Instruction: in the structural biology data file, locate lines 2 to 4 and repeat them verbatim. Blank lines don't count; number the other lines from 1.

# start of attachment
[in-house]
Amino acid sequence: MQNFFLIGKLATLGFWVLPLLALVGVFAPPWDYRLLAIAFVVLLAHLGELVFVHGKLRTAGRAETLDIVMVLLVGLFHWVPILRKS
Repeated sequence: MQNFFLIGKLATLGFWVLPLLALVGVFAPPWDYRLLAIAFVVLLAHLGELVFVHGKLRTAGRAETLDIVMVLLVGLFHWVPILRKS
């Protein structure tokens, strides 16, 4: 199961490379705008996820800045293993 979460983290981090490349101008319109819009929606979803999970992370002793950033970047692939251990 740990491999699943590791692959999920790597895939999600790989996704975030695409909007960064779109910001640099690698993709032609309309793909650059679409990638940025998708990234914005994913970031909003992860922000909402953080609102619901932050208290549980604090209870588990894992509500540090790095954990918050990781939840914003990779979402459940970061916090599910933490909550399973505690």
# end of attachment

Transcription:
Amino acid sequence: MQNFFLIGKLATLGFWVLPLLALVGVFAPPWDYRLLAIAFVVLLAHLGELVFVHGKLRTAGRAETLDIVMVLLVGLFHWVPILRKS
Repeated sequence: MQNFFLIGKLATLGFWVLPLLALVGVFAPPWDYRLLAIAFVVLLAHLGELVFVHGKLRTAGRAETLDIVMVLLVGLFHWVPILRKS
């Protein structure tokens, strides 16, 4: 199961490379705008996820800045293993 979460983290981090490349101008319109819009929606979803999970992370002793950033970047692939251990 740990491999699943590791692959999920790597895939999600790989996704975030695409909007960064779109910001640099690698993709032609309309793909650059679409990638940025998708990234914005994913970031909003992860922000909402953080609102619901932050208290549980604090209870588990894992509500540090790095954990918050990781939840914003990779979402459940970061916090599910933490909550399973505690």